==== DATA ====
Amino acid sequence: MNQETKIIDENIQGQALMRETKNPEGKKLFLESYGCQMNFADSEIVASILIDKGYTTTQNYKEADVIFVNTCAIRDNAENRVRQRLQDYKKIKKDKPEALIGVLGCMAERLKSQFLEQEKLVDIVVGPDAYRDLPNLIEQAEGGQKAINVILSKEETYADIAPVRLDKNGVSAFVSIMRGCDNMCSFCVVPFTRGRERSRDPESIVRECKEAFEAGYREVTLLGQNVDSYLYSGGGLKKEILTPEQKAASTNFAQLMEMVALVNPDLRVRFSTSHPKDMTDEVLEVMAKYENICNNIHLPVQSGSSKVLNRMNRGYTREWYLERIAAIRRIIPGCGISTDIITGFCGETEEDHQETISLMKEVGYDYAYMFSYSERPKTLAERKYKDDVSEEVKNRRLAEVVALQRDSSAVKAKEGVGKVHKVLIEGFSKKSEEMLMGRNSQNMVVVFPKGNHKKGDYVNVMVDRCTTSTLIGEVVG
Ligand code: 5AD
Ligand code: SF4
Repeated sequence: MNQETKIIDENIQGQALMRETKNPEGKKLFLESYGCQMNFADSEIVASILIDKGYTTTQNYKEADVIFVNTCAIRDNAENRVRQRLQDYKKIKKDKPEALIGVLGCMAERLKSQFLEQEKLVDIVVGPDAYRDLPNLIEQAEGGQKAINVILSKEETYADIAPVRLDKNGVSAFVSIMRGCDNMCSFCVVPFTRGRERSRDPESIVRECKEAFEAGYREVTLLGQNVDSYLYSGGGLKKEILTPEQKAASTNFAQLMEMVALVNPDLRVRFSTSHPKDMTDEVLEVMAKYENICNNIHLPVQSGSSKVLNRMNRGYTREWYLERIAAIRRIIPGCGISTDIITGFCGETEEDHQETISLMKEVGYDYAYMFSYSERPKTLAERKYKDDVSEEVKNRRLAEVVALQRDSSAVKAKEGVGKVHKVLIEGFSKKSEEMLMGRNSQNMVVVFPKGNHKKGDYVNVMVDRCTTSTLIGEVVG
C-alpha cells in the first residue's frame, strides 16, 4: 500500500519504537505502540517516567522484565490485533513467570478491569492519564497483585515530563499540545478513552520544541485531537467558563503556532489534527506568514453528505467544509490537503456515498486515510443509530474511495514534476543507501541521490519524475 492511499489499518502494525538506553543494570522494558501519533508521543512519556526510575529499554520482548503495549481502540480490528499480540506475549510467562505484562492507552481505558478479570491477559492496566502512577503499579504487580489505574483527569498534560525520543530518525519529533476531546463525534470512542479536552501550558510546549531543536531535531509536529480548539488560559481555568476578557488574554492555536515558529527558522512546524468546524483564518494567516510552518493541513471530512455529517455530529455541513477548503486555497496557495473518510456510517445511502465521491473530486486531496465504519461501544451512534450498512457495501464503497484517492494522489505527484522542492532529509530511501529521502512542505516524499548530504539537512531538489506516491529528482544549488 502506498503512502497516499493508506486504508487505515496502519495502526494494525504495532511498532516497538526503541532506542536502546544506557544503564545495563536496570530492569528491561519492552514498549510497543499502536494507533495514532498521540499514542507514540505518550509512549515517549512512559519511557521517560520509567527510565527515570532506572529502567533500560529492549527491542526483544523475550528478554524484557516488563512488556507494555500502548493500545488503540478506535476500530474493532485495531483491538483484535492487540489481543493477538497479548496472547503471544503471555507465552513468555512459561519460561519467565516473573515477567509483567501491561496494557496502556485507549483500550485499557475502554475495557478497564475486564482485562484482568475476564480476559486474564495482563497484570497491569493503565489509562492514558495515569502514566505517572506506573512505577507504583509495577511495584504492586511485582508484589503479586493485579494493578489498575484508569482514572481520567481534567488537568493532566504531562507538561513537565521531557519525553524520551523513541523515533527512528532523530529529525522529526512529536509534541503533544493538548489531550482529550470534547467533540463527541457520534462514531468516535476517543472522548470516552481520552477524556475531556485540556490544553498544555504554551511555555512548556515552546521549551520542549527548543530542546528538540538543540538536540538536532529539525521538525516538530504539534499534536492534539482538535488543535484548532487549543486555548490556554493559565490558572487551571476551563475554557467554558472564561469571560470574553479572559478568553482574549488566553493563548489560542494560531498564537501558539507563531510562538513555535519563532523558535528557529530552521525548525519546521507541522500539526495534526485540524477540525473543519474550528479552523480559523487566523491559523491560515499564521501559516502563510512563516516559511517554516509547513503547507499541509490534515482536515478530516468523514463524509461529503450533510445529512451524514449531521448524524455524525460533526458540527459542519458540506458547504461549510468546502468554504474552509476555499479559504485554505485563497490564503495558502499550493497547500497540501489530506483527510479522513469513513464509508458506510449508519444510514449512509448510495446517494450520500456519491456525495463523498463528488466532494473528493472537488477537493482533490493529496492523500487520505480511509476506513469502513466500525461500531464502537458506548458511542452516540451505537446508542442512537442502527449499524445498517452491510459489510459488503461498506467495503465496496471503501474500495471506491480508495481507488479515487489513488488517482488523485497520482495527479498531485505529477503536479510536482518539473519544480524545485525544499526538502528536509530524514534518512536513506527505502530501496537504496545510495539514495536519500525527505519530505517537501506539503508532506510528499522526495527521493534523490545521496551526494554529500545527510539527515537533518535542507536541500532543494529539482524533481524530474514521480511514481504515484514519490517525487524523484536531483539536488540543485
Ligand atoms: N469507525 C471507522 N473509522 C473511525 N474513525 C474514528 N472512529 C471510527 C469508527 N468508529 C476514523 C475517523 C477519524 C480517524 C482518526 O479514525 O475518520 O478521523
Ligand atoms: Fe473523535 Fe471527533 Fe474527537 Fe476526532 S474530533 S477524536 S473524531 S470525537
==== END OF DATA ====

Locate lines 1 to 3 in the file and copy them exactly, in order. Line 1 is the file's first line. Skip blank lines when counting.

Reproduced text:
Amino acid sequence: MNQETKIIDENIQGQALMRETKNPEGKKLFLESYGCQMNFADSEIVASILIDKGYTTTQNYKEADVIFVNTCAIRDNAENRVRQRLQDYKKIKKDKPEALIGVLGCMAERLKSQFLEQEKLVDIVVGPDAYRDLPNLIEQAEGGQKAINVILSKEETYADIAPVRLDKNGVSAFVSIMRGCDNMCSFCVVPFTRGRERSRDPESIVRECKEAFEAGYREVTLLGQNVDSYLYSGGGLKKEILTPEQKAASTNFAQLMEMVALVNPDLRVRFSTSHPKDMTDEVLEVMAKYENICNNIHLPVQSGSSKVLNRMNRGYTREWYLERIAAIRRIIPGCGISTDIITGFCGETEEDHQETISLMKEVGYDYAYMFSYSERPKTLAERKYKDDVSEEVKNRRLAEVVALQRDSSAVKAKEGVGKVHKVLIEGFSKKSEEMLMGRNSQNMVVVFPKGNHKKGDYVNVMVDRCTTSTLIGEVVG
Ligand code: 5AD
Ligand code: SF4